I started climbing at 25, and had gotten to a decent level. Since my husband and I both love the sport, we’re building a fairly professional bouldering gym in our spare room, to ensure we have no excuse not to keep climbing hard. It’ll save us loads of time and travelling costs (we live in The Netherlands so we’re pulling plastic most days anyway, though we try to go to Fontainebleau 4-6 times a year).

    Of course, you have tom make sacrifices for the big loves of your life, be that a partner, child, work, hobby or sport. But it can be done – living the grown up life and serious climbing. And as far as age is concerned – as long as most people I know (including myself) are still out climbed by 40-50-60 year old climbers with a life time’s experience and dedication, I wouldn’t worry about that. :)

  3. August 4th, 2011 at 7:14 pm

    Kelly says:

    Awesome topic. Do you ever wonder if you will climb as hard as a 10 year old? I certainly do. There are some real greats out there already (Brooke Raboutou, etc) but thankfully there are others like Lynn Hill to pull some hard climbs (score 1 for the good guys).

    I wonder if these discussions, although saying the same thing (i.e. keep climbing hard girls) has a recreational focus or a competitive focus. Personally, I have been pondering the issue from the latter perspective.

    Any thoughts?

    Thanks Jaline for the eloquent words!

  4. August 8th, 2011 at 6:53 am

    anna says:

    Okay, just STFU. I didn’t start climbing until I was nearly 30 and I’m still at it 20+ years later, even with kids, a career, a home, and a husband. If you want it badly enough, you’ll make it happen. I understand that you have a lot of choices to make in your late 20s but believe me, you’re still a little pipsqueak in the grand scheme of things and you have many years of good climbing ahead of you.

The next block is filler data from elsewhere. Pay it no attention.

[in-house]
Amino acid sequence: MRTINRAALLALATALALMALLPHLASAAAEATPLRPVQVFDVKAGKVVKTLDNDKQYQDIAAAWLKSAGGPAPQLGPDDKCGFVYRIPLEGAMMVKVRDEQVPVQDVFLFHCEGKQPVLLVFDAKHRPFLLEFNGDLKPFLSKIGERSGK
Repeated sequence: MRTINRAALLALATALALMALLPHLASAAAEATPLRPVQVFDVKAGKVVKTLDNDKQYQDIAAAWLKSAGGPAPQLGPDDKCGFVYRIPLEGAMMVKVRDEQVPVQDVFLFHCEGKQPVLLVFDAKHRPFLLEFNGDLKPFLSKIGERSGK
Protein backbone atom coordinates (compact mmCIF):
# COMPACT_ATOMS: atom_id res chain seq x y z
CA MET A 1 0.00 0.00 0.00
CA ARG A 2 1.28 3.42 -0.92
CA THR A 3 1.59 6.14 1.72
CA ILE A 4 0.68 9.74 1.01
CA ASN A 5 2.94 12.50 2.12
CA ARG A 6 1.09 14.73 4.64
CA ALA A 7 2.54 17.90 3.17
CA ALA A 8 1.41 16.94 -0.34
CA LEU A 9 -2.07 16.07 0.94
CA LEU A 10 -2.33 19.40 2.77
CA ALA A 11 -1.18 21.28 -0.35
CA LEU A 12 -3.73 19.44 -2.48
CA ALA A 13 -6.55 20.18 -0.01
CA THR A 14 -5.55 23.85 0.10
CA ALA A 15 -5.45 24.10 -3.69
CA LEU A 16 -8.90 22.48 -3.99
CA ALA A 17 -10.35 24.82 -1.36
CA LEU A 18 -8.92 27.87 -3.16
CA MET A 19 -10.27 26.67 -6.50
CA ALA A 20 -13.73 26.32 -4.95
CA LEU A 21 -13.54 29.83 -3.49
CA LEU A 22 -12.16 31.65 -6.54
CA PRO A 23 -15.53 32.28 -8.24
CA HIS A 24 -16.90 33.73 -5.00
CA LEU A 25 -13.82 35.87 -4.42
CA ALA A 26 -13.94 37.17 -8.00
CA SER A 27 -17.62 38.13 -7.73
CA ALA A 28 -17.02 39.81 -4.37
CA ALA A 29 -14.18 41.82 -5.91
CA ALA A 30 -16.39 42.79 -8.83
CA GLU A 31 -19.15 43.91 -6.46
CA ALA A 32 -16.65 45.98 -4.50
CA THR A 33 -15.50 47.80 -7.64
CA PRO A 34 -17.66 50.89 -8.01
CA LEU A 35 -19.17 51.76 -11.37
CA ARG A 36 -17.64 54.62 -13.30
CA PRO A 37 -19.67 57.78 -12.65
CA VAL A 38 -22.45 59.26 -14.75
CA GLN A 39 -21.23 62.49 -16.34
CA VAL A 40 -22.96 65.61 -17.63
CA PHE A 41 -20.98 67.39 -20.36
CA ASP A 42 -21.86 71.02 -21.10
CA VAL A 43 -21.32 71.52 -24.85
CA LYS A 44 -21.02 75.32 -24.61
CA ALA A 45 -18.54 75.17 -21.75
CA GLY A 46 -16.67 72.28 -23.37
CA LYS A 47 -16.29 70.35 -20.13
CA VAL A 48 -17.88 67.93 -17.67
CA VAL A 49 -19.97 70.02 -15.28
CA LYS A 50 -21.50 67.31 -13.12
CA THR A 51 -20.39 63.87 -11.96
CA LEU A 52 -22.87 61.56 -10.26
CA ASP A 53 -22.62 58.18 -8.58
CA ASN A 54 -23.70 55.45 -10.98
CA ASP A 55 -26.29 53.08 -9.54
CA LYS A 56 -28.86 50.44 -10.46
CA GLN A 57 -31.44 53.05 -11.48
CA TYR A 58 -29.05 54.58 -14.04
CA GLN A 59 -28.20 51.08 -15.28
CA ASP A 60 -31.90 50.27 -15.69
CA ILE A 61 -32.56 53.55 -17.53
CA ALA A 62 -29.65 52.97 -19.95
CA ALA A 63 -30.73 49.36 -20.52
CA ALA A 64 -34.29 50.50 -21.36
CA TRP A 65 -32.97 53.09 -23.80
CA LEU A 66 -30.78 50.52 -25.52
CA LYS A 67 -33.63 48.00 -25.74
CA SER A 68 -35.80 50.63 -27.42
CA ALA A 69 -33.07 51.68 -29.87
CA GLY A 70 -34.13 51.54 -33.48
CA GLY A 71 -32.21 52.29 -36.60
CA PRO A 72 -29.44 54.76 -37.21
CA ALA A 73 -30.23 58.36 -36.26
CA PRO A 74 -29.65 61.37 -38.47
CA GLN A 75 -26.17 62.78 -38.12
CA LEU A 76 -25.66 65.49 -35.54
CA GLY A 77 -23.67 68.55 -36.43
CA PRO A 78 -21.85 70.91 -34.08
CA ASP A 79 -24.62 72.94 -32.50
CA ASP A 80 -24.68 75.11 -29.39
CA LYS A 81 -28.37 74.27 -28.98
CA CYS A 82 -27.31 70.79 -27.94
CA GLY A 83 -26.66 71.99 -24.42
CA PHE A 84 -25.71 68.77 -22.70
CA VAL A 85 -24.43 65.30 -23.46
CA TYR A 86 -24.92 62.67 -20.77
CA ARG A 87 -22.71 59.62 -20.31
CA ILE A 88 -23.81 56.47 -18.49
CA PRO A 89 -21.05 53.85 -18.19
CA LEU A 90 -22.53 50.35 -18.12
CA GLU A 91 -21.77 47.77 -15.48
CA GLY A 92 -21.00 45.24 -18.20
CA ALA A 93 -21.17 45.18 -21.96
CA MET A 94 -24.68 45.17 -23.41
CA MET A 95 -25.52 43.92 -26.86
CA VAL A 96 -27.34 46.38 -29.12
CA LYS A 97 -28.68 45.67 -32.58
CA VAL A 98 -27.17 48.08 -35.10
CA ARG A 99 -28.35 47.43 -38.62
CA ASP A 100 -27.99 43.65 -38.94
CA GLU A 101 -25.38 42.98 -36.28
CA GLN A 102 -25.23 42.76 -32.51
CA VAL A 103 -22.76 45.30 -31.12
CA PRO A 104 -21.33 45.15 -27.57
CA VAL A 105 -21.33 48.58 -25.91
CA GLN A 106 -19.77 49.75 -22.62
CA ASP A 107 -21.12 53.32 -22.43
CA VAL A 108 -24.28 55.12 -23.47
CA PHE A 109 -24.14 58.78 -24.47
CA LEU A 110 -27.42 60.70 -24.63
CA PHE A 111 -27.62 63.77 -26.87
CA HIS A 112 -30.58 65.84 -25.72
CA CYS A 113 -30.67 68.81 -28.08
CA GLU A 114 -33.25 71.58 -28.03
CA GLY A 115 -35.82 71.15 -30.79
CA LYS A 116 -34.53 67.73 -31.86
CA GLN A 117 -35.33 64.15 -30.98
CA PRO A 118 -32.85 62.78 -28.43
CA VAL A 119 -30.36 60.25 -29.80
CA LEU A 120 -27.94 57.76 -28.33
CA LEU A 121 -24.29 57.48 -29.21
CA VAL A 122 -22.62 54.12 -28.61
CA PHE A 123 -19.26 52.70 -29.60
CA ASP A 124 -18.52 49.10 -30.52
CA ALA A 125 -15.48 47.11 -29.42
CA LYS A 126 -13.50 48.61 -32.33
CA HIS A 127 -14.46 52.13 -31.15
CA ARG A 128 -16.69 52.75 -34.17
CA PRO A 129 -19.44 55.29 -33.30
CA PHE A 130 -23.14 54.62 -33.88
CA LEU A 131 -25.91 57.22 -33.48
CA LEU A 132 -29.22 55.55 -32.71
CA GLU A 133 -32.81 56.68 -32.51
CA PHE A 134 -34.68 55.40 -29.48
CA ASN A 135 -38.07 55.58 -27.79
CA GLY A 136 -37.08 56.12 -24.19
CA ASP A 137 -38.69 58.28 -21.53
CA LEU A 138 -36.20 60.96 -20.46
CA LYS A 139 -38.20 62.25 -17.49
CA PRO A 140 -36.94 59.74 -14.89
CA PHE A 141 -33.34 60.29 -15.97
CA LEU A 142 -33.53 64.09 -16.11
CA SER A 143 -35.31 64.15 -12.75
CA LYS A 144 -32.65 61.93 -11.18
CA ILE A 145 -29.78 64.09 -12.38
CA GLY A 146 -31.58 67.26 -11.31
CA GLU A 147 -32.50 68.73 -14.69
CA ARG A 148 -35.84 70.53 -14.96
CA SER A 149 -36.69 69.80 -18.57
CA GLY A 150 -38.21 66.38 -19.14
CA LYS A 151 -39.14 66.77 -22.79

5. August 12th, 2011 at 2:38 pm

    Jeline says:

    Eeek! I wrote this a while ago and I turn 27 tomorrow. I guess we’ll see if my climbing abilities change when the clock strikes midnight. ;)

  6. August 17th, 2011 at 8:15 pm

    merc says:

    Hi Kelly! Thanks for commenting. Are you referring to how to train for comp climbing?

    It’s pretty awesome that a 10 year old is pretty much crushing everything!! But, you have to look at the physiology of children, they don’t ever get pumped! They don’t have the capacity to produce lactic acid at the same rate as an adult, so training for climbing can be focused primarily on technique. Kids are the future of climbing, but so are people who started climbing after their 20′s.

  7. August 17th, 2011 at 8:19 pm

    merc says:

    ooohhh Jeline! You will only get stronger and stronger girl! That is seen with many male and female climbers. The only set back is recovery time. As we get older, we have to take more time between hard climbing days, but you wont start losing strength until you are like 60+ years old!

  8. August 17th, 2011 at 8:21 pm

    merc says:

    Thanks Anna for you comments. It helps to know that it is possible to juggle all aspects of life and still crush.